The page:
Probability Distribution of a Subset


New Member
I was wondering, if you have a set with data that follows a certain probability distribution, will the subset have that same distribution?

Lately it has come up for me in several questions, one being: Say that you have a pool of applicants for a job and that pool has a certain diversity. If you take a subset of that pool (for example, a subset of internal job applicants vs. all possible job applicants), will you have that same diversity?

I've looked through my statistics textbooks, some references, and this site, but can't find a defnititve proof.


TS Contributor
The answer is no, every subset is not distributed the same.

If you do not believe me, do the following experiment.

a) draw a histogram of your outcome, using the entire data set.
b) split the data set in two groups, draw a histogram for each.
c) if the histrograms are not identical in b), you have shown that subsets are not the same.
d) if histograms in c) are identical, drop a single observation and go to a.


New Member
Thank you for your response. I believe it, and intuitively that seems like the right answer. The example I had seems to indicate that the subset is not the same distribution, but I wondered if that was just an artifact of thinking about a small set of data.

Now it gets me thinking, is there anything meaningful that can be said about the subset. Is the subset always going to be 'less random" that the set? That is, if the first set was normally distributed, would the subset have a distribution that was more centrally located around the mean (less standard deviation or some other more tightly groupd distribution), etc. It seems like the answer to that is that it isn't necessarily the case.

If anyone does have any thoughts on this or a theoretical reference for this, it would be most appreciated.


TS Contributor
It depends on how did you choose your subset.

Suppose you are given a i.i.d. random sample

\( X_1, X_2, \ldots, X_n \)

Say if you "randomly/uniformly" pick \( k \) of them out, the individual distribution will not change; and these \( k \) random variables are still i.i.d.

However let say you select the smallest \( k \) of them, then the distribution of individual is no longer the same.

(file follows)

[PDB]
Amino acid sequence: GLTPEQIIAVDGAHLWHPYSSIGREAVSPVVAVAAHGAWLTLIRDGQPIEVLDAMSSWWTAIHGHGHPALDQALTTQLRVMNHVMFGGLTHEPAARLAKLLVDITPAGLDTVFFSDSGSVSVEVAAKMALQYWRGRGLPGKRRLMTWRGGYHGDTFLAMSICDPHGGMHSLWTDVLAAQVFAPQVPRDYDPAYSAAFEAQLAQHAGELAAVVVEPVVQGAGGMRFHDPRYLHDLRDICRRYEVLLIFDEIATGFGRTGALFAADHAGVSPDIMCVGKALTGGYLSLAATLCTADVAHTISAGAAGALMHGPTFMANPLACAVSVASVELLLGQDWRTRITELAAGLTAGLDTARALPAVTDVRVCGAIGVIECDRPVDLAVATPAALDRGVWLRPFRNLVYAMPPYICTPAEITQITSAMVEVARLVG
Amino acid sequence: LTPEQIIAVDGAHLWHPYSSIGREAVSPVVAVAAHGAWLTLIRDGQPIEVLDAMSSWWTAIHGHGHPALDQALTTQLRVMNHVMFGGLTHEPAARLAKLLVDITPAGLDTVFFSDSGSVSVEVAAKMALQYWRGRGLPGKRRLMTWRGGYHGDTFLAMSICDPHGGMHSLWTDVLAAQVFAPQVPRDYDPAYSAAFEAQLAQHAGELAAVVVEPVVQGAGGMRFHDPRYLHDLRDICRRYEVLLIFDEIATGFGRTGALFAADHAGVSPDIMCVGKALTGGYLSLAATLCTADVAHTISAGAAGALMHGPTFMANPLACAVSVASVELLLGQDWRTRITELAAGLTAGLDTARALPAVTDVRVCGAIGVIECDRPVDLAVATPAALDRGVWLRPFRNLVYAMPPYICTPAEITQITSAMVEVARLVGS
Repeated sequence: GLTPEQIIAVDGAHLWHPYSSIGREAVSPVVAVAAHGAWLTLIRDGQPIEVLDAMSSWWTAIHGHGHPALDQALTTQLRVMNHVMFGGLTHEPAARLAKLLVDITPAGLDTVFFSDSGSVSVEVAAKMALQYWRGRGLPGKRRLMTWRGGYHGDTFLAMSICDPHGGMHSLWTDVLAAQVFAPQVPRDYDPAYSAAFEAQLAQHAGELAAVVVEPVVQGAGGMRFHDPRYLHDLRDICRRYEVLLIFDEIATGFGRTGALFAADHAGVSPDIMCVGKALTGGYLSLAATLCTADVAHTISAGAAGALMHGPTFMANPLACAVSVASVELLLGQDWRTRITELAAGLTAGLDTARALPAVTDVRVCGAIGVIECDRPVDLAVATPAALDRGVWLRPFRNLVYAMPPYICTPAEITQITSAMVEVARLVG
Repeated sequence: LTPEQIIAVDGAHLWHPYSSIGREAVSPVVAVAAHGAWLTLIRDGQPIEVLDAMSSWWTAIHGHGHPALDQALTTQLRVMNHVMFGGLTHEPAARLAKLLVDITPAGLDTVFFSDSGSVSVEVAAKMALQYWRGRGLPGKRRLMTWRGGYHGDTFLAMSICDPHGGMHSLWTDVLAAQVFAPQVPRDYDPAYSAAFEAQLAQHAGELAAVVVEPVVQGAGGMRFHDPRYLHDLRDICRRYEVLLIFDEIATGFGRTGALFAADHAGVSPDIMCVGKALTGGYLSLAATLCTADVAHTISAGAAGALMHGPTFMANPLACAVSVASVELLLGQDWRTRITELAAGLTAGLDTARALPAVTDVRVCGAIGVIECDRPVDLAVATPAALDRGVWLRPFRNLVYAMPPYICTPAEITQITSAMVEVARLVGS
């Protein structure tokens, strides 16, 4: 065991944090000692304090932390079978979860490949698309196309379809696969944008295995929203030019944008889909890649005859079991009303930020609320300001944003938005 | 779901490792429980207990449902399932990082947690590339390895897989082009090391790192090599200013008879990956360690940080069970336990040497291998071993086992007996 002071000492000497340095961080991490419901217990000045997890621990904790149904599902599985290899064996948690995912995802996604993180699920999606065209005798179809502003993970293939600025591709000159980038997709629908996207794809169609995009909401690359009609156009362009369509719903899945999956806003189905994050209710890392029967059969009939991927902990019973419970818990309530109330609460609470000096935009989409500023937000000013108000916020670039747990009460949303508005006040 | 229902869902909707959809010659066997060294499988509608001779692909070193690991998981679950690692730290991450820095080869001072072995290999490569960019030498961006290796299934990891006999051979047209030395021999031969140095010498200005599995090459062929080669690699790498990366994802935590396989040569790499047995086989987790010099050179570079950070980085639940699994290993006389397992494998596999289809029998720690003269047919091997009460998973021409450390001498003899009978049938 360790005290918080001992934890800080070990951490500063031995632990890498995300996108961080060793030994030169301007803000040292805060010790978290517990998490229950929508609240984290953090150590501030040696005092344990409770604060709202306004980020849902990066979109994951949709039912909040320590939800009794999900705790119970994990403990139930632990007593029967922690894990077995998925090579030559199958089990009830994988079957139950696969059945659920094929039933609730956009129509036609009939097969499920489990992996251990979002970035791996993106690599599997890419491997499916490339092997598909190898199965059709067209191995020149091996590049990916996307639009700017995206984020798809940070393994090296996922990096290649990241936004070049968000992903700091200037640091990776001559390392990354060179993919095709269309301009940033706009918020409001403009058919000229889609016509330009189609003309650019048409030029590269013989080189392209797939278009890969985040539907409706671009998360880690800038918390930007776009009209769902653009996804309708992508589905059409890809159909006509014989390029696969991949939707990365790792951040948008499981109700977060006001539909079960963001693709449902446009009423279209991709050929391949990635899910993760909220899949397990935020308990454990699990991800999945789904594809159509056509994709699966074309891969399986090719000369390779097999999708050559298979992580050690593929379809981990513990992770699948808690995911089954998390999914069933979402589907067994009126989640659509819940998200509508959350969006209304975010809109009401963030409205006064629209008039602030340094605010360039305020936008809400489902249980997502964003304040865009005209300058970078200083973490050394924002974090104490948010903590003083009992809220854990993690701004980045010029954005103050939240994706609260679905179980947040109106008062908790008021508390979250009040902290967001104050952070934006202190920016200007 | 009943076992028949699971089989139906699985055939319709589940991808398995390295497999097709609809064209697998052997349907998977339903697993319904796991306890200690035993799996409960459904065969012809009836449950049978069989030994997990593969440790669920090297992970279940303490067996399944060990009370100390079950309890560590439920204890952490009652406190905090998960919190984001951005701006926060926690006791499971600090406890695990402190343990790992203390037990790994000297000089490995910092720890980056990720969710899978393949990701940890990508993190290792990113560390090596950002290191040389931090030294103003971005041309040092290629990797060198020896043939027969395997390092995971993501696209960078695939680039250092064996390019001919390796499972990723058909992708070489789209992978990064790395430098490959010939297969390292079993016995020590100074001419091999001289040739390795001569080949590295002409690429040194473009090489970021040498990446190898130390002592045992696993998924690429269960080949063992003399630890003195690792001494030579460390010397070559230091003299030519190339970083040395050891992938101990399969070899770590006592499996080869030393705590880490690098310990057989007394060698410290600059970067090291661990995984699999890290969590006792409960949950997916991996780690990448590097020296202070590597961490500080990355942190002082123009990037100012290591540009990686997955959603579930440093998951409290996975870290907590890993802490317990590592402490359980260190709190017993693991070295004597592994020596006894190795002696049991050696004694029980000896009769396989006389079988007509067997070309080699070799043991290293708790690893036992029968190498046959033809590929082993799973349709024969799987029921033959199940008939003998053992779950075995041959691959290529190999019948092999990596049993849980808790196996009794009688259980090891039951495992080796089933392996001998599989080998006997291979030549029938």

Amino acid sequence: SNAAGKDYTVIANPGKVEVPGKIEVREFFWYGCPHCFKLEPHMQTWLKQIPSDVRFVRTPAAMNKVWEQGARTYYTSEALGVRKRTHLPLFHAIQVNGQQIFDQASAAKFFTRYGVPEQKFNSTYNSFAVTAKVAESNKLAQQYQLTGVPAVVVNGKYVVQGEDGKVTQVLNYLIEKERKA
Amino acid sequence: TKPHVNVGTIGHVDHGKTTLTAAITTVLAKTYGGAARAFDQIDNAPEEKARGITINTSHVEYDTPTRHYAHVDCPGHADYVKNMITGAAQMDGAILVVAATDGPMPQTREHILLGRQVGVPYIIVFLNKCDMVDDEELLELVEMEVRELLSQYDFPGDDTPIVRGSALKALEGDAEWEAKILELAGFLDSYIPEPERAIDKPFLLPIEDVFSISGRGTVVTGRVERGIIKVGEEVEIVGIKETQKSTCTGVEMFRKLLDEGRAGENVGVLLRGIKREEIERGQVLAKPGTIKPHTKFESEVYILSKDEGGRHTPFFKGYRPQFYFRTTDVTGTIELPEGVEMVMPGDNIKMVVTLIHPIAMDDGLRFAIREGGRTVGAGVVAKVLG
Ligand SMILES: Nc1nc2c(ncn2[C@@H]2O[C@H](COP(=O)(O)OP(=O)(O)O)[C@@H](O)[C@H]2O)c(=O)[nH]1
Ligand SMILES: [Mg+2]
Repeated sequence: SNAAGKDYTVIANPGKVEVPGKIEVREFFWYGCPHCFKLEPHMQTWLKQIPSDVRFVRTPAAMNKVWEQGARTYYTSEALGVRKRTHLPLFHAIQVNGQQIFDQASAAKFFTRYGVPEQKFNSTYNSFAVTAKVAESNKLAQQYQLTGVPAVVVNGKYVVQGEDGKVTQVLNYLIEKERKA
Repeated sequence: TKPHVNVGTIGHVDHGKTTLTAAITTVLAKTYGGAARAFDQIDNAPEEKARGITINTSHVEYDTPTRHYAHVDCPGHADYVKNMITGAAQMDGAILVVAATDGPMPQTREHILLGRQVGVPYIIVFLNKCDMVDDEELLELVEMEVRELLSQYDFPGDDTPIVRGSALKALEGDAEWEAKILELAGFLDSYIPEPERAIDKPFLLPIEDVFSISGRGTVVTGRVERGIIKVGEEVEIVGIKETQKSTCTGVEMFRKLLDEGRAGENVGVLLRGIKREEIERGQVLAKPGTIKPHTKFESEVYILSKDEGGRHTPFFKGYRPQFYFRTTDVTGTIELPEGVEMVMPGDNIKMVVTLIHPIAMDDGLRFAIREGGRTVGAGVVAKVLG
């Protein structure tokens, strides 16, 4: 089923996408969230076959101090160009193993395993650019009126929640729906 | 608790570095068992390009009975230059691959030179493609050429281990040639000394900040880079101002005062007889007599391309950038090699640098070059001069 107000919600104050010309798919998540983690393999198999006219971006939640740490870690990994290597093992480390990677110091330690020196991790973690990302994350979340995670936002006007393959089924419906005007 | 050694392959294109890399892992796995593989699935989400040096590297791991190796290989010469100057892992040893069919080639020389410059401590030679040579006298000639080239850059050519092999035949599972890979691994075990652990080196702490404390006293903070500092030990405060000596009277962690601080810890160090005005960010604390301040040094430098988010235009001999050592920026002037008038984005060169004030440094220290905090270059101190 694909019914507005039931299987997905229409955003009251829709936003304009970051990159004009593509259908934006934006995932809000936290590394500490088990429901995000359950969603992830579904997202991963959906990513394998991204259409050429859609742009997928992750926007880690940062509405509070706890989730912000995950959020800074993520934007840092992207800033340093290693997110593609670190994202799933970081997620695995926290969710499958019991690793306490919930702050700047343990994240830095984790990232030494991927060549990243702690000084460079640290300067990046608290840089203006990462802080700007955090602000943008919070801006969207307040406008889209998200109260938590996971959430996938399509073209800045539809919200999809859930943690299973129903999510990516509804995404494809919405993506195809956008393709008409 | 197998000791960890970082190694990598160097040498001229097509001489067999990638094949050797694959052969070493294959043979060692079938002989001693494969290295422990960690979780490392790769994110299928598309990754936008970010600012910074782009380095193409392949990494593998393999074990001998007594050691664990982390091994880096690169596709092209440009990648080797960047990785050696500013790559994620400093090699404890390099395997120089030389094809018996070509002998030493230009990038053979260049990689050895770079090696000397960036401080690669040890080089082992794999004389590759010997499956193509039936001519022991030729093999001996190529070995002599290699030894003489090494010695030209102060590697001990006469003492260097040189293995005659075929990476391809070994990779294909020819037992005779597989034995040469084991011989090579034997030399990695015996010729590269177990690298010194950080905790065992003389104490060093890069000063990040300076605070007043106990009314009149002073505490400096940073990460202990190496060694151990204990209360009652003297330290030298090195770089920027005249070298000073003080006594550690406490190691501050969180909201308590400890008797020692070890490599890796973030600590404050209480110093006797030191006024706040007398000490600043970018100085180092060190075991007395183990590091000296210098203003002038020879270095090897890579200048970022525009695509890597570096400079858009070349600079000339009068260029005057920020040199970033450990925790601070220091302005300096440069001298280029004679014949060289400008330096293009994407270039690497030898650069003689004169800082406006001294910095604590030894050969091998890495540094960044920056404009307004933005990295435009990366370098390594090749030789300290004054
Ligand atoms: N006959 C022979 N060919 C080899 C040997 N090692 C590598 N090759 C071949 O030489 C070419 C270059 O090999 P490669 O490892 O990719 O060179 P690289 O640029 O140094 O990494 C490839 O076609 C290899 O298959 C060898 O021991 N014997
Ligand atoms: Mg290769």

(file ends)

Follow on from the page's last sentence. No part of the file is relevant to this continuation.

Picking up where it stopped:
With regard to the latest answer I also have a question. Mind me if I should start a new thread with this question.

So, let us assume that the distribution of the complete sample (Sall) of a dependent variable is non-normal and that a subset (Ssub) of random values from the complete sample has a normal distribution. If I use the Sall, I should use non-parametric tests to estimate differences between means. My question is, should I use parametric or non-parametric tests with the Ssub??? Should I always check for normality on random subsets of the complete sample, or assume that the distribution of the complete sample should be valid in all random subsets???

Thank you very much in advance.


TS Contributor
Usually it will be better to start a new thread (unless your question is really a follow-up)

Regarding your question, I think you can think of a simple scenario:

Consider you have two independent normal sample. Suppose these two normal distributions are not identical. Then a mixture of these two distributions will no longer be normal. That means if you merge/combine the two sample, then the resulting one will no longer be normal. Does it answer your question?
Thank you very much BGM for your reply. I will start a new thread, because I have not described my question very well. Your answer, although it does not answer my original question, it has helped me to think of a solution around the problem! It was all the time right in front of my eyes, but somehow your answer helped me make the connection :)

Still, just out of curiosity and to expand my knowledge, I will start a new thread to see what other people think.

Thank you very much